• Ensure that board and staff distinguish between personal opinion and organizational positions.
  • A nonprofit must not engage in more than insubstantial lobbying activities.
Nonprofits should:
  • Ensure communications adhere to the highest ethical and professional standards, as well as any applicable industry-specific standards and should exhibit transparency, fairness and honesty.
  • Have a clearly defined, written communications plan that supports the organization’s strategic plan.
  • Establish and implement clear policies regarding confidentiality.
  • Ensure that board and staff distinguish between personal opinion and organizational positions.
Information Technology
Nonprofits should:
  • Have reliable information systems in place that provide timely, accurate, and relevant information to facilitate workflow.
  • Have a policy that addresses personal use of the organization’s information and technology.
  • Implement a policy that prescribes how all organizational information is gathered and stored, how accuracy is maintained, how and what information is backed up, and who is authorized to view or manipulate that data.
  • Have a catastrophic recovery plan and should utilize at least minimal security measures.
Strategic Alliances
This section underwent substantial revision. We broke the practices into two subsections.
  • Assessment
  • Relationship Building and Strategies
Transparency & Accountability
This section was not significantly altered.
  • Thanks to sponsorship by BBVA Compass Bank, EKS&H and Polsinelli Shugart, the Colorado Nonprofit Association is sending to all member organizations the new edition of Principles &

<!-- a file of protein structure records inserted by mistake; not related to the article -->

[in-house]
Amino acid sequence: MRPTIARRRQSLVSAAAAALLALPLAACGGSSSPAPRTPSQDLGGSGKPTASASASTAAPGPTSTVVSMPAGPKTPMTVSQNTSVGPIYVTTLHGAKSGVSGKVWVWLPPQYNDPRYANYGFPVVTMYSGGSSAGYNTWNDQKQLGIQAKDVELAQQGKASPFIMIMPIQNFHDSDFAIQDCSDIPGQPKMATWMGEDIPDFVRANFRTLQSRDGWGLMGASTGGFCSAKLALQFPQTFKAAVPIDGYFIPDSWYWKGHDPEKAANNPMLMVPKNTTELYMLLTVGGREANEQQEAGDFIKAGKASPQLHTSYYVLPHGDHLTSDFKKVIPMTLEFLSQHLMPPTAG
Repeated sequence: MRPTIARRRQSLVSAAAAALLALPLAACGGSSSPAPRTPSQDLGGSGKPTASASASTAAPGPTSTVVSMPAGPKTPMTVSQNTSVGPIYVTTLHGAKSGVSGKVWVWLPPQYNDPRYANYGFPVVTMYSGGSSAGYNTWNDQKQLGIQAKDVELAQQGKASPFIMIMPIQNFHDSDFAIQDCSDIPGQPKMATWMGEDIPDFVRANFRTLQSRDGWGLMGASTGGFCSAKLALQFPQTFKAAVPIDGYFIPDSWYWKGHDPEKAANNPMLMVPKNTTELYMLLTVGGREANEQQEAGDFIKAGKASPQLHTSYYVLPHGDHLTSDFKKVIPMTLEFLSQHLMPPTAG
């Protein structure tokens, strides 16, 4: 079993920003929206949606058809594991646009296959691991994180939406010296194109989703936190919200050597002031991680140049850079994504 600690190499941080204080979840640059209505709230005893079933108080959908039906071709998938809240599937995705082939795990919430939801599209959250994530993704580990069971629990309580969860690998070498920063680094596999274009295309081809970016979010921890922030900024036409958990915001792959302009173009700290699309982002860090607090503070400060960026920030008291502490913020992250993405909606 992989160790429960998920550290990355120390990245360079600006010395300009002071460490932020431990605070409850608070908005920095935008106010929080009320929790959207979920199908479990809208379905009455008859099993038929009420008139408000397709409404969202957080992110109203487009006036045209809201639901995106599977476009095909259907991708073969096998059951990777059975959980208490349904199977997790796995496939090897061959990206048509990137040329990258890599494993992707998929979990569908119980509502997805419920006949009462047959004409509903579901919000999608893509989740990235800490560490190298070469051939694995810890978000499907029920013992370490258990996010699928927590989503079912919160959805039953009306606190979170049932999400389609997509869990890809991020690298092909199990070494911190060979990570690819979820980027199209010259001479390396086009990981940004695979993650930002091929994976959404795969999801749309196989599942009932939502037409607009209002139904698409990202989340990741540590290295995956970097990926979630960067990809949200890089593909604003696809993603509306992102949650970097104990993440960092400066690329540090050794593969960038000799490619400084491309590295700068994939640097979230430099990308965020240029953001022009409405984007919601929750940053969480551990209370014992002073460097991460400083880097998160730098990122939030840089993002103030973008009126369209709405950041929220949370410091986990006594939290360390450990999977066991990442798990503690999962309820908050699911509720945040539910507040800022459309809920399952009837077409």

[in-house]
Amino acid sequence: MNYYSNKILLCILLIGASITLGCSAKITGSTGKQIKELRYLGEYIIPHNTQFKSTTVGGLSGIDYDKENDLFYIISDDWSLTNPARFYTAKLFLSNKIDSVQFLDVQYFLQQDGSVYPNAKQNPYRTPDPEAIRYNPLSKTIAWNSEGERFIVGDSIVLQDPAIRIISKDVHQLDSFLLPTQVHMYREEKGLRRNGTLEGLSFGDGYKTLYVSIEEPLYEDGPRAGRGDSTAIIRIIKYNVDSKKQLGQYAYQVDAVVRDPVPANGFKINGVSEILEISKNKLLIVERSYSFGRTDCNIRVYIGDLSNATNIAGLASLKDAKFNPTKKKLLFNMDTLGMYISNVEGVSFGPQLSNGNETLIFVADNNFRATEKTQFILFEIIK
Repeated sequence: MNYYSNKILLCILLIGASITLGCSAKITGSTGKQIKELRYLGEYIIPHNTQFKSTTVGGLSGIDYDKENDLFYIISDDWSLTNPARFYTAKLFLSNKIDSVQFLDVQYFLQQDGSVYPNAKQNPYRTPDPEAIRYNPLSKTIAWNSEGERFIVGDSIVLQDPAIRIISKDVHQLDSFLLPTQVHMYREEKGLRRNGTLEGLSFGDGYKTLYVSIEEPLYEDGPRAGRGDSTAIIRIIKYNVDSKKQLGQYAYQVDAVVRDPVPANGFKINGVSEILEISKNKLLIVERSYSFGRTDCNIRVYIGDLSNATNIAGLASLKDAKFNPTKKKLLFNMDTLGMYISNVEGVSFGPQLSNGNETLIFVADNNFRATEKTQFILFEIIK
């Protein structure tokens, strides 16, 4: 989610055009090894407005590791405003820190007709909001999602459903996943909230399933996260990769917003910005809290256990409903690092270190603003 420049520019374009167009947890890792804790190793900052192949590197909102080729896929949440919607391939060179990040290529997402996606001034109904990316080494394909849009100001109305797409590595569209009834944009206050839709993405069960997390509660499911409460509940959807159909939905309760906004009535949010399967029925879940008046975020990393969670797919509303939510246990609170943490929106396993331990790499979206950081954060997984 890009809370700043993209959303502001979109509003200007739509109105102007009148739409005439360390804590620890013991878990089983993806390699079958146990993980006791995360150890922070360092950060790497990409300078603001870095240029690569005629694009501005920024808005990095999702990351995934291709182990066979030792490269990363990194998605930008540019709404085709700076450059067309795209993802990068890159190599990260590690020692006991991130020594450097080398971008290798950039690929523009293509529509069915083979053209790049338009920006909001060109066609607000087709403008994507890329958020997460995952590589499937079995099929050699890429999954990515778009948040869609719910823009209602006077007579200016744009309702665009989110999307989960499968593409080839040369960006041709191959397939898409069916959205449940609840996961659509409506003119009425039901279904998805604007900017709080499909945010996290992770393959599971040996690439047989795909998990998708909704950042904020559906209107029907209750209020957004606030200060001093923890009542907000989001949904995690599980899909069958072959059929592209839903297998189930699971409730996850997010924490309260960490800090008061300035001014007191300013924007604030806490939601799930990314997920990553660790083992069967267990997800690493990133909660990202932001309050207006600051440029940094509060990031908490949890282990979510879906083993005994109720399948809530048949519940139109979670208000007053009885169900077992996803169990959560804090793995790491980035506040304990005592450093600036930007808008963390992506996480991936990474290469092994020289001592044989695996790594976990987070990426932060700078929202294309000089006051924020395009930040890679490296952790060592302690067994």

• Practices for Nonprofit Excellence in Colorado, and will distribute the guidebook at training sessions and events throughout the year. Anyone may download a copy of the document, the Basic Checklist and the Assessment and Planning Tool for personal or organizational use. Please look to the Resources Page of Colorado
  • Nonprofit Association’s website to find additional information, related samples and templates for use in implementing Principles & Practices for Nonprofit Excellence in your organization
Step by Step Guide for Using P&P
  • Step One. Complete the Basic Infrastructure Checklist to make sure your records, filings and policies are up-to-date and in order.
  • Step Two. Review Principles & Practices for Nonprofit Excellence in Colorado with your board and staff. If appropriate, make an organizational commitment to adopt and institute principles and practices that make sense for your organization. It may take some time to get to where you would like to be.
  • Step Three: Determine your organization’s stage of development in the nonprofit lifecycle and become familiar with the strengths and challenges you face in the areas of management, governance and programming.
  • Step Four: Complete the Organizational Assessment and Planning Tool.
  • Step Five: Review the Organizational Assessment and Planning Tool results and your action plan with key staff and board leaders. Determine what resources you have internally and where you may need outside assistance.
  • Step Six: Walk the talk. Implement changes and improvements. The online FAQs & Resources by P&P Topic Area will help you identify how you can strengthen your policies and procedures.
  • Step Seven: Remember that excellence is a journey, not a destination. Establish a plan for ongoing evaluation and reflection to ensure your organization continues